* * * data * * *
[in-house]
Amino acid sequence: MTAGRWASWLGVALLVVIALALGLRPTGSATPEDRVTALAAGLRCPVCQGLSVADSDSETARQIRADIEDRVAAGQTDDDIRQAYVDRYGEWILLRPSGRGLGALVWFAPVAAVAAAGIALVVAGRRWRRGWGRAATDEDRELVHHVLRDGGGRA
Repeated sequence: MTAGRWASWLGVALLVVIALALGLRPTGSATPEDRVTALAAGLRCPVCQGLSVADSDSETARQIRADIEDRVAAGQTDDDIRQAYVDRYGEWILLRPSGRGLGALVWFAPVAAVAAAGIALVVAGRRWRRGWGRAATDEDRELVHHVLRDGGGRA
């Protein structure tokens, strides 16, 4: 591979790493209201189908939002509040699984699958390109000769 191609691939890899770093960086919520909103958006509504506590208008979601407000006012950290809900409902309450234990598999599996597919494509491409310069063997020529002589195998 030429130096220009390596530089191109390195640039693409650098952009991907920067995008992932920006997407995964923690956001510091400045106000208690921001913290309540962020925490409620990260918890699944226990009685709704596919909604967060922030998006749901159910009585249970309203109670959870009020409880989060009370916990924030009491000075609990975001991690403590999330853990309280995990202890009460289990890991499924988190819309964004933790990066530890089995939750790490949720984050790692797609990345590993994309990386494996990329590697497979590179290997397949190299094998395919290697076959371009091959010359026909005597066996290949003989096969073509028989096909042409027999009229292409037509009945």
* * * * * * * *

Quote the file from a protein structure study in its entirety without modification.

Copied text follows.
[in-house]
Amino acid sequence: MTAGRWASWLGVALLVVIALALGLRPTGSATPEDRVTALAAGLRCPVCQGLSVADSDSETARQIRADIEDRVAAGQTDDDIRQAYVDRYGEWILLRPSGRGLGALVWFAPVAAVAAAGIALVVAGRRWRRGWGRAATDEDRELVHHVLRDGGGRA
Repeated sequence: MTAGRWASWLGVALLVVIALALGLRPTGSATPEDRVTALAAGLRCPVCQGLSVADSDSETARQIRADIEDRVAAGQTDDDIRQAYVDRYGEWILLRPSGRGLGALVWFAPVAAVAAAGIALVVAGRRWRRGWGRAATDEDRELVHHVLRDGGGRA
């Protein structure tokens, strides 16, 4: 591979790493209201189908939002509040699984699958390109000769 191609691939890899770093960086919520909103958006509504506590208008979601407000006012950290809900409902309450234990598999599996597919494509491409310069063997020529002589195998 030429130096220009390596530089191109390195640039693409650098952009991907920067995008992932920006997407995964923690956001510091400045106000208690921001913290309540962020925490409620990260918890699944226990009685709704596919909604967060922030998006749901159910009585249970309203109670959870009020409880989060009370916990924030009491000075609990975001991690403590999330853990309280995990202890009460289990890991499924988190819309964004933790990066530890089995939750790490949720984050790692797609990345590993994309990386494996990329590697497979590179290997397949190299094998395919290697076959371009091959010359026909005597066996290949003989096969073509028989096909042409027999009229292409037509009945």